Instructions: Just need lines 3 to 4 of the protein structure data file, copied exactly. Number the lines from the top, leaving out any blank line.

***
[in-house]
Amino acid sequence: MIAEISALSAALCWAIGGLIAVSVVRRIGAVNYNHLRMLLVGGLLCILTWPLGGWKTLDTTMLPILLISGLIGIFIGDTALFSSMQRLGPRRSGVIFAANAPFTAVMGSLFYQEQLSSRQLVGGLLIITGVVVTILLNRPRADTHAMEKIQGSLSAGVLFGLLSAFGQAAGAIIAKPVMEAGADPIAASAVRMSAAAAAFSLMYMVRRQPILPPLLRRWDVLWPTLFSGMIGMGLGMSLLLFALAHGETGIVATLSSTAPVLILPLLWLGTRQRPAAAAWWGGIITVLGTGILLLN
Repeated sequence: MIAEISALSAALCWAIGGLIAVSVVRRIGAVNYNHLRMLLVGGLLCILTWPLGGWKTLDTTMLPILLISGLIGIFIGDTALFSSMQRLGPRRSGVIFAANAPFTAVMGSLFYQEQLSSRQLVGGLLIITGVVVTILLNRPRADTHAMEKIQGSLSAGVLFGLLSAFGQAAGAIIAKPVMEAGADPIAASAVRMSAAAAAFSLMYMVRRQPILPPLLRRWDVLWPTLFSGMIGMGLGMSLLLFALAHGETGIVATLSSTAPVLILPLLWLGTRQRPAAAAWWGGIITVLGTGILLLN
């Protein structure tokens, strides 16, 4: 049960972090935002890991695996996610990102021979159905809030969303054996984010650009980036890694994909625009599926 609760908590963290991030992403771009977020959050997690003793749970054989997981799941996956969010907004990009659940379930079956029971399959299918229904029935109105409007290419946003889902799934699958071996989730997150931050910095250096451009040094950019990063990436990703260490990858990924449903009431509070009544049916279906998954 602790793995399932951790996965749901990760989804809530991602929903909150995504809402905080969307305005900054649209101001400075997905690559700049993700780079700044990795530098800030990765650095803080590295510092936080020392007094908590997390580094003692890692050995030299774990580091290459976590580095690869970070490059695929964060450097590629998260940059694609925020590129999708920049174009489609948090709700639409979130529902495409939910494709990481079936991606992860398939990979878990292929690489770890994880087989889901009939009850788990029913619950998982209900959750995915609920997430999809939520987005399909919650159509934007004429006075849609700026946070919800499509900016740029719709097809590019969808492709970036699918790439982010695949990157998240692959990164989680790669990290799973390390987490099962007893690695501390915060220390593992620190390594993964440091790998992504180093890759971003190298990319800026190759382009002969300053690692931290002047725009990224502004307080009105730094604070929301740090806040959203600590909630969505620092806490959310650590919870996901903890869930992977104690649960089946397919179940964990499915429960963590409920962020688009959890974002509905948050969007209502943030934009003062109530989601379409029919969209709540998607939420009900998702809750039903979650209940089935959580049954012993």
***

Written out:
Repeated sequence: MIAEISALSAALCWAIGGLIAVSVVRRIGAVNYNHLRMLLVGGLLCILTWPLGGWKTLDTTMLPILLISGLIGIFIGDTALFSSMQRLGPRRSGVIFAANAPFTAVMGSLFYQEQLSSRQLVGGLLIITGVVVTILLNRPRADTHAMEKIQGSLSAGVLFGLLSAFGQAAGAIIAKPVMEAGADPIAASAVRMSAAAAAFSLMYMVRRQPILPPLLRRWDVLWPTLFSGMIGMGLGMSLLLFALAHGETGIVATLSSTAPVLILPLLWLGTRQRPAAAAWWGGIITVLGTGILLLN
């Protein structure tokens, strides 16, 4: 049960972090935002890991695996996610990102021979159905809030969303054996984010650009980036890694994909625009599926 609760908590963290991030992403771009977020959050997690003793749970054989997981799941996956969010907004990009659940379930079956029971399959299918229904029935109105409007290419946003889902799934699958071996989730997150931050910095250096451009040094950019990063990436990703260490990858990924449903009431509070009544049916279906998954 602790793995399932951790996965749901990760989804809530991602929903909150995504809402905080969307305005900054649209101001400075997905690559700049993700780079700044990795530098800030990765650095803080590295510092936080020392007094908590997390580094003692890692050995030299774990580091290459976590580095690869970070490059695929964060450097590629998260940059694609925020590129999708920049174009489609948090709700639409979130529902495409939910494709990481079936991606992860398939990979878990292929690489770890994880087989889901009939009850788990029913619950998982209900959750995915609920997430999809939520987005399909919650159509934007004429006075849609700026946070919800499509900016740029719709097809590019969808492709970036699918790439982010695949990157998240692959990164989680790669990290799973390390987490099962007893690695501390915060220390593992620190390594993964440091790998992504180093890759971003190298990319800026190759382009002969300053690692931290002047725009990224502004307080009105730094604070929301740090806040959203600590909630969505620092806490959310650590919870996901903890869930992977104690649960089946397919179940964990499915429960963590409920962020688009959890974002509905948050969007209502943030934009003062109530989601379409029919969209709540998607939420009900998702809750039903979650209940089935959580049954012993």